The pre- and post-MCA sides of the Oak Ridge Boys
Those who know the Oak Ridge Boys from the hit singles that began with 1977â€™s “Y’all Come Back Saloon” and ran through crossover icons “Elvira” and â€œBobbie Sue,â€ may be surprised to find the groupâ€™s Southern gospel roots stretch back to the 1940s. Starting out as Wally Fowler and the Georgia Clodhoppers, they became the Oak Ridge Quartet, and then in the early â€˜60s, the Oak Ridge Boys. The groupâ€™s best-known lineup came together in the early â€˜70s when bass singer Richard Sterban and tenor Joe Bonsall joined mid-60s arrivals Duane Allen and William Lee Golden. It was this quartet that charted with Johnny Cash on the 1973 single â€œPraise the Lord and Pass the Soupâ€ and eventually expanded from gospel to country hit making.
By 1974 the group had moved from the Heart Warming gospel label to the secular Columbia where they recorded the trio of albums anthologized here: The Oak Ridge Boys, Sky High, and Old Fashioned, Down Home, Hand Clappin’, Foot Stompin’, Southern Style, Gospel Quartet Music. The self-titled Columbia debut cracked the top 40, but the remaining two albums, despite quality material and performances, failed to chart. The groupâ€™s Columbia singles fared no better, with the first six failing to chart, and the seventh, â€œFamily Reunion,â€ barely scraping onto the charts at #83. A large part of the groupâ€™s problem seems to have been Columbiaâ€™s lack of service to gospel radio, but their stylistic range, which included gospel harmony, MOR ballads, country and soul diluted their identity as gospel singers without providing a ready hook for secular radio.
Which is a shame, because the singles and albums deserved an audience. The groupâ€™s debut single for Columbia, the Grammy-winning â€œThe Baptism of Jesse Taylor,â€ could easily have fit country radio in 1973, but it was a year or two late to mingle with the God Rock pop hits of 1971-2. Kris Kristoffersonâ€™s â€œWhy Meâ€ hasnâ€™t the wasted soul of the original, but it was a canny pick for a cover, as was their non-charting take on Paul Simonâ€™s â€œLoves Me Like a Rock.â€ The group turned soulful with Allen Toussaintâ€™s widely covered â€œFreedom for the Stallion,â€ and the debut albumâ€™s â€œGive Me a Starâ€ provides a powerful close to the debut Columbia album. Their sophomore effort opens with the albumâ€™s non-charting single â€œRhythm Guitar,â€ featuring honky-tonk piano and a terrific bass vocal.
The opening verse of â€œNobody Specialâ€ briefly shows off the quartetâ€™s vocal blend in an a cappella arrangement that could have supported the entire track (or an album!). Porter Wagonerâ€™s â€œWhen I Sing For Himâ€ gave lead vocalist Duane Allen an opportunity to really soar, a performance so moving that Wagoner asked him to sing the song at his funeral, which he did in 2007. Beyond the albumâ€™s songs of praise, the group offers Christian life principles in â€œWe Gotta Love One Anotherâ€ and â€œPlant a Seed,â€ essaying the pitfalls of part-time faith. The closing â€œMighty Fineâ€ would have made a catchy second single, had Columbia been more interested in promoting the group. Disc one is filled out with six bonus tracks that include a pair of vault tracks from All Our Favorite Songs, the singles â€œHeaven Bound.â€ and â€œPraise the Lord and Pass the Soup,â€ and the B-side â€œLook Away Mama.â€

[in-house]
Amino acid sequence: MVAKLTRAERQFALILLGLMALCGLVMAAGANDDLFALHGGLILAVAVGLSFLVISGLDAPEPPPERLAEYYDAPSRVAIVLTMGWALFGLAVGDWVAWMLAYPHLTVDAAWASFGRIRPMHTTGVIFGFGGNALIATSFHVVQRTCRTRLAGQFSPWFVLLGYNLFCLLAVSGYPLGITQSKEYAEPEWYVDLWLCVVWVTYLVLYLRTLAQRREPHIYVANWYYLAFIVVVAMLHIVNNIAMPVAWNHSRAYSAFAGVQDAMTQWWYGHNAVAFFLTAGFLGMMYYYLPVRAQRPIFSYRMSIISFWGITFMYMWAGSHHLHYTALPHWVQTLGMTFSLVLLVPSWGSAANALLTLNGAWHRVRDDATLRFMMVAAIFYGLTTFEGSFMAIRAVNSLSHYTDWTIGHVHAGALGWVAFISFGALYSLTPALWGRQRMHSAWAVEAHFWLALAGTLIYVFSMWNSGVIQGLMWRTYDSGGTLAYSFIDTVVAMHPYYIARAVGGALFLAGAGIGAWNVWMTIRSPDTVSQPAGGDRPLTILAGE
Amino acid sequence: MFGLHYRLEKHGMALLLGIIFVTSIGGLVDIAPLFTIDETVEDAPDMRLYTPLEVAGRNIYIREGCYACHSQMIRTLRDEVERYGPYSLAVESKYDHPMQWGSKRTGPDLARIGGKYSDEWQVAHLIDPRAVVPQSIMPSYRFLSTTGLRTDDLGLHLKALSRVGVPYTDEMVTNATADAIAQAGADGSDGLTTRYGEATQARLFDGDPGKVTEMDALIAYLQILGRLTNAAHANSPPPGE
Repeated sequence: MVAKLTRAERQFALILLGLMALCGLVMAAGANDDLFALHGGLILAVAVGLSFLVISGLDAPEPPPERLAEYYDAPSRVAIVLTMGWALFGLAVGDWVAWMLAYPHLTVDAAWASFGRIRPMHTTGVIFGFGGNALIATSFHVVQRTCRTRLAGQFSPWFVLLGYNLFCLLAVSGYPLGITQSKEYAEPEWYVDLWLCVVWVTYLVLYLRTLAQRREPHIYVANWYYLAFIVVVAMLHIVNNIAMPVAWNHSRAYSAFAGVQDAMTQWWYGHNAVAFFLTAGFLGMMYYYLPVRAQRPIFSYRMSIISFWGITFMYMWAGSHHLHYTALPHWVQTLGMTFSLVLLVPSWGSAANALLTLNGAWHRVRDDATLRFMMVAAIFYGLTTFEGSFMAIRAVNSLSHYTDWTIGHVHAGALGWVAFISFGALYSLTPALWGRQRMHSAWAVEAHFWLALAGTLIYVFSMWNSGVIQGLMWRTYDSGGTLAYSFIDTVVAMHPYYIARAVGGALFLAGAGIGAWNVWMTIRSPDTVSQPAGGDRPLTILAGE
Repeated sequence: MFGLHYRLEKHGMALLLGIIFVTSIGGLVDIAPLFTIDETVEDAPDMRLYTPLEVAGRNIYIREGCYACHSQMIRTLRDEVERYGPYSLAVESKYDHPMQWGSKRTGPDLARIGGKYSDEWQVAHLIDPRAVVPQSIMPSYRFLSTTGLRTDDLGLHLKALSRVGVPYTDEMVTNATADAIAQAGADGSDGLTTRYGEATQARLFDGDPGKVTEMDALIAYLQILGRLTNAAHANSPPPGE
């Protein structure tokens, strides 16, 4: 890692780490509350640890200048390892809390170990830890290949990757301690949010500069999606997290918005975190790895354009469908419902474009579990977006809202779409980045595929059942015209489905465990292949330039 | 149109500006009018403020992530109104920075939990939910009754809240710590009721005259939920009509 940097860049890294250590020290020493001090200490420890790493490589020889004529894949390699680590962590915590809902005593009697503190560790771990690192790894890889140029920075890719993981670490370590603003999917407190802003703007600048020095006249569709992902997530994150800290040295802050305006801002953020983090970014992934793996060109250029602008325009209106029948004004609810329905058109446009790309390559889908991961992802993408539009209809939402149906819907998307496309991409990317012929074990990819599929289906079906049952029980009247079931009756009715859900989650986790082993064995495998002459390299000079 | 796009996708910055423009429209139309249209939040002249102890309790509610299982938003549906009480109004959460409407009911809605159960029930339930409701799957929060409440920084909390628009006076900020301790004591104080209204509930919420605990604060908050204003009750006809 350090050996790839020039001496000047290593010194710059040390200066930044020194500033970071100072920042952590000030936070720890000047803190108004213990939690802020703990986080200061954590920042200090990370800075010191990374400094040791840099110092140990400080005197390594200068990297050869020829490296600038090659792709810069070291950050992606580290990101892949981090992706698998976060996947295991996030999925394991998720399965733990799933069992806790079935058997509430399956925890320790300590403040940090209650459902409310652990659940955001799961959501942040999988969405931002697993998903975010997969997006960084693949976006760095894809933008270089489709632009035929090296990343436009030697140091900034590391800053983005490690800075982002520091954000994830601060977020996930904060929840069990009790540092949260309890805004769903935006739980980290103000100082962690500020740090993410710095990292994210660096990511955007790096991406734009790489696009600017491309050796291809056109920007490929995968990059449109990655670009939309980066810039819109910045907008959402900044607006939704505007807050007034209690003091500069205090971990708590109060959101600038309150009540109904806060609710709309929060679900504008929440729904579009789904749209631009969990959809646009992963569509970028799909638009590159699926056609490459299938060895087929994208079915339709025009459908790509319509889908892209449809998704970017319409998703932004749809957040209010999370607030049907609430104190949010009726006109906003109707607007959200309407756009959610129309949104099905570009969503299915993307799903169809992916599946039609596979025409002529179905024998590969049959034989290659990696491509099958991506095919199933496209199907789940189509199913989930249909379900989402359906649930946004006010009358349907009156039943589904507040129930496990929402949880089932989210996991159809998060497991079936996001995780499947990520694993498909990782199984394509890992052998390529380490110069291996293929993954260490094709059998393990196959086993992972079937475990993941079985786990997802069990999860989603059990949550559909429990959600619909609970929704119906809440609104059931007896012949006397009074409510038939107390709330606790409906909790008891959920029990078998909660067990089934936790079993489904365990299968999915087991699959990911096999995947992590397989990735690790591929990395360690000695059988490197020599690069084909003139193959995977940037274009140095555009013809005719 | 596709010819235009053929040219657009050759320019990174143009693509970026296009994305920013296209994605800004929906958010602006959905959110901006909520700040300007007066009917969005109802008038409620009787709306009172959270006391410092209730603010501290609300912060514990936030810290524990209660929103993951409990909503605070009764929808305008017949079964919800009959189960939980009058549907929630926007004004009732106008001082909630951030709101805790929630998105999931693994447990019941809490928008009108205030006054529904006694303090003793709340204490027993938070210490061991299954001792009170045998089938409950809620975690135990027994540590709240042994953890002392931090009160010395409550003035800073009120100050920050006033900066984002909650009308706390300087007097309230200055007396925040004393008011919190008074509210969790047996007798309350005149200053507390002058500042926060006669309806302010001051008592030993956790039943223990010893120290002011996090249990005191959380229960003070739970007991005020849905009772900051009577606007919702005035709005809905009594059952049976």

Disc two opens with the ten tracks of the groupâ€™s third Columbia album, and features a second collaboration with Johnny Cash on his original â€œNo Earthly Good.â€ The non-charting single â€œWhere the Soul Never Diesâ€ and â€œJesus Knows Who I Amâ€ offer revival tent zest, but the albumâ€™s split between old-timey gospel, country-flavored numbers and middle-of-the-road ballads doesnâ€™t quite live up to the collectionâ€™s home-spun title. As with the previous two albums, the breadth is admirable, but it plays more like a variety show than a groupâ€™s album. The final two Columbia singles, David Allan Coeâ€™s â€œFamily Reunionâ€ and George Jonesâ€™ â€œAll Our Favorite Songsâ€ are included along with their B-sides.
The group moved from Columbia to Dot in 1977, then to Dotâ€™s parent, ABC, and then to ABCâ€™s parent MCA, minted the biggest hit albums and singles of their career. In 1990, with Steve Sanders having replaced William Lee Golden as the groupâ€™s baritone, the group signed with RCA and released Unstoppable and The Long Haul. Disc 2 is filled out with four RCA singles from this period, including a grandiose cover of Mann & Weilâ€™s Brill Building classic â€œ(Youâ€™re My) Soul And Inspiration,â€ the country hit â€œLucky Moon,â€ its bluesy B-side take on â€œWalking After Midnightâ€ and the fine, but low-charting â€œFall.â€ The set closes with a funky cover of â€œGo Tell it on the Mountain,â€ drawn from Sounds of the Season.
The Columbia sides show the group branching out from their gospel roots, but not yet fully committing themselves to the country market. As Joe Bonsall opines in Joe Marcheseâ€™s detailed liner notes, â€œThose were the days when we rode the fence musically trying to appease everyoneâ€¦ Although some of the songs were really cool, we just couldnâ€™t seem to gain any real traction.â€ This set provides bookends for the groupâ€™s hit years on MCA, showing how they expanded their material and style from gospel to pop, rock, country and soul without ever dropping the thread of faith. Their Columbia material didnâ€™t produced the mainstream fame theyâ€™d find on MCA, but it opened their ears to the opportunity that lay just ahead. [Â©2018 Hyperbolium]